• 17 Mar - 23 Mar, 2018
  • Rabia Mushtaq
  • Interview

Born into a family of musicians, Alycia Dias already possessed the much-needed zest for music. Her vocal quality and melodious pitch left judges spellbound when she made her first appearance on national television as a participant for music competition Awaaz Banaye Star at just 17 years of age and reached the semi-finals. Since then, her exceptional singing talent has been acknowledged by top musicians of the country, making her one of the most gifted playback singers Pakistan has ever produced. The 25-year-old has achieved immense recognition after she lent her vocals for the much popular Turkish drama Noor’s OST and went on to sing for many more in the future. Her gig at Coke Studio was another feather in her cap but the young lady has made her mark in the industry with immense hard work, talent and versatility not many are born with. In a candid interview with MAG, Alycia spills the beans about her music and what’s next on her plate. Read on!

What does music mean to you?

Alycia: Music means love to me. It is something I love doing. I recently started composing and writing my own songs so it’s a fun and fulfilling process. It changes my mood in seconds if I’m ever feeling down.

Pakistanis first found out about your singing talent through the much-popular show Awaaz Banaye Star, but how long have you been actually singing?

A: Honestly, I have been singing all my life. I was in the choir when I was five and professionally I started singing in December 2012, when I did my first OST with Waqar Ali for drama serial Daagh. Apart from that, I belong to a family of musicians and singers. My dad is a lead guitarist and has performed with Pakistan’s renowned artistes.

What inspired you to take up music?

A: Celine Dion. I absolutely love her and the way she performs. I have learned a lot from her singing and performances.

What genre do you enjoy listening to and singing the most?

A: Don’t really have one genre in specific that I enjoy. Apart from hard rock, I listen to all kinds of music. I also like the old Indian and English songs.

It is generally believed that a singer is not truly an excellent one unless they have suffered pain in their life. Do you relate to this notion?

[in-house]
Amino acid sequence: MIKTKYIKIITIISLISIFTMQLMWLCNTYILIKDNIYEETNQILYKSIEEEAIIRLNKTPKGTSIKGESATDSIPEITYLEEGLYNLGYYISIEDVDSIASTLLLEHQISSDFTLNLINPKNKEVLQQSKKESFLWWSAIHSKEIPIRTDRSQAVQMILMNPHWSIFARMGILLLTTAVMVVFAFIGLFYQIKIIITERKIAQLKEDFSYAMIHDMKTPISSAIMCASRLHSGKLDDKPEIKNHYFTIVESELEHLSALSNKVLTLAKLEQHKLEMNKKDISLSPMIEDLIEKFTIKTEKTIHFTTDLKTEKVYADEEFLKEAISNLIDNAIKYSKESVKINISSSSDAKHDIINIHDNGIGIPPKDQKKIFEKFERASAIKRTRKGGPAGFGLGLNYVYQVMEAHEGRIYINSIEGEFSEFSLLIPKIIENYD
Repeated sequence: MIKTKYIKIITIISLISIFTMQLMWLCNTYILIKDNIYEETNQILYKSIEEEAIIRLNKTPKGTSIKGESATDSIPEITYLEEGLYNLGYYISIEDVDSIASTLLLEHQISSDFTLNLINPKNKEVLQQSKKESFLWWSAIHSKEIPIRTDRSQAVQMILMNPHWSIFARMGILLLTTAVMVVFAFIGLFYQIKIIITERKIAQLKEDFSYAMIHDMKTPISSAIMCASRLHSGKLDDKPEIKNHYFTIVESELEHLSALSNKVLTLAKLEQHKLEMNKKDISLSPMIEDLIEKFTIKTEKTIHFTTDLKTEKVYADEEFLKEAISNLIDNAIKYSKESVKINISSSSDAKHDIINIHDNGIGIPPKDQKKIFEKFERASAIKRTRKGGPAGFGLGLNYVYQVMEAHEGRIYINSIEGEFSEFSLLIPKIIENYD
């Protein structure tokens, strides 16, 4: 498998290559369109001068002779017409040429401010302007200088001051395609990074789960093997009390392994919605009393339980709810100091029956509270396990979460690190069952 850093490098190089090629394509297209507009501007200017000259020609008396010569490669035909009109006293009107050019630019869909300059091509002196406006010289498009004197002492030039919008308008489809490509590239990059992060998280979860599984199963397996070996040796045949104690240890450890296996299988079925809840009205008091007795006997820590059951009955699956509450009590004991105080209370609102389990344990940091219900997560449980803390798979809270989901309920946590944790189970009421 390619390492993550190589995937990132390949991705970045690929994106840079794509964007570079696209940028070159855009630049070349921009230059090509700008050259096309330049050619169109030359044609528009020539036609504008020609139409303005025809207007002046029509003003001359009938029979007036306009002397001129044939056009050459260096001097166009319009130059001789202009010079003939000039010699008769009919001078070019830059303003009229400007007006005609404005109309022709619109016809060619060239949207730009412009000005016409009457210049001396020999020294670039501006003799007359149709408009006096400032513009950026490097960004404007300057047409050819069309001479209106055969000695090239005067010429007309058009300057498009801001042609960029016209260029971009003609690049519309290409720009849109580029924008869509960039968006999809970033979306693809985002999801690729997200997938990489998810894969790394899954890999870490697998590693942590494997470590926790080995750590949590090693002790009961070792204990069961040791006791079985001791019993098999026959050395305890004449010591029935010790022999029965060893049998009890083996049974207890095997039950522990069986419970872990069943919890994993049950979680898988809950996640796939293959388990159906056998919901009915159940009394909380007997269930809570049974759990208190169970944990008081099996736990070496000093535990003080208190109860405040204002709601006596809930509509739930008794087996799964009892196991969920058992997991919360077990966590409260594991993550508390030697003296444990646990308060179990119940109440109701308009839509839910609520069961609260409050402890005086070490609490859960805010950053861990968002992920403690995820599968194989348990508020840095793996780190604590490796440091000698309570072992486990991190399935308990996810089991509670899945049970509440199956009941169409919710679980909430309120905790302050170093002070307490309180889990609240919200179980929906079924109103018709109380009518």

A: Every one suffers. Tell me one person who hasn’t. But people have different ways of expressing and utilising their pain in a positive way. Yes, it’s true to feel something before creating or producing your work but people sing happy songs too and apparently, happy songs are more difficult to sing than the sad ones. So I feel one needs to understand the emotion first. I don’t think one needs to go through pain to create something.

Your musical influences are quite multi-faceted. Which one do you connect more with, local or international?

A: Well, with both. However, I do connect more with international ones as it offers multiple variations.

Coke Studio’s platform helped you get much more recognition among the masses; do you think you could have pulled it off on your own in this competitive industry?

A: Coke studio was an amazing platform. But I believe that an artiste needs to keep coming up with their own, original music to survive as well. So, I have also been abiding by the same now.

When are you coming up with your own album?

A: Not now, because I have been working on a couple of single tracks which will be out soon. Album main abhi thora time hai.

Where do you see yourself in the industry right now; do you think there is enough competition in Pakistani music?

A: I don’t take things as competition nor do I believe in races. I just know that I have to give my 200 per cent and my performance and songs have to touch people’s hearts. I wish luck to all my fellow female artistes.

What would you have been if not a musician?

A: Most probably I would be an actor, a hip-hop dancer or a psychiatrist, because I love psychology.

You’ve performed in a lot of concerts. Do you get jitters when on stage?

A: Sometimes, but not always! It largely depends on people and places. I do get nervous when performing in front of a bigger crowd and at a new place.

If given an opportunity, what would you do to improve Pakistan’s music scene?

A: I would ensure the freedom to create. A lot of our producers are told by the clients how to produce and create music when the latter don’t know anything about music. I would ask the government to encourage music education in all institutes till the tenth grade at least. There’s also a need to open more music institutions.

As far as singing is concerned, you have pretty unconventional vocals (in terms of western influences in your singing).

Is it easy for a singer to flourish with it in the local music scene?

A: Yes, of course it is! I feel that I am different in my own way and I am still flourishing. No matter how different you are, you just need to be original and give it your best shot.

If given an opportunity to perform with your most favourite singer/musician, what song would you like to perform and why?

A: Ali Azmat’s Na Re Na for 100 times, if I had to.

What can your fans look forward to in the future?

A: Some great original tracks! 


Sohni Dharti – Coke Studio, Season 8 (2015)

Armaan – Coke Studio, Season 8 (2015)

Woh Bhi Bus Chup Rehti Thi – Chup Raho (2014)

Ishq Barra Beymaan Hai – Ishq (2014)

Sher-e-Ajanabi – Sher-e-Ajanabi (2014)

Jahan Ara – Jahan Ara (2014)

Intikam – Intikam (2013)

Kankar – Kankar (2013)

Dil e Muztar – Dil e Muztar (2013)

Yahan Zindagi Bhi Fareb Hai – Fareb (2013)

Noor – Noor (2012)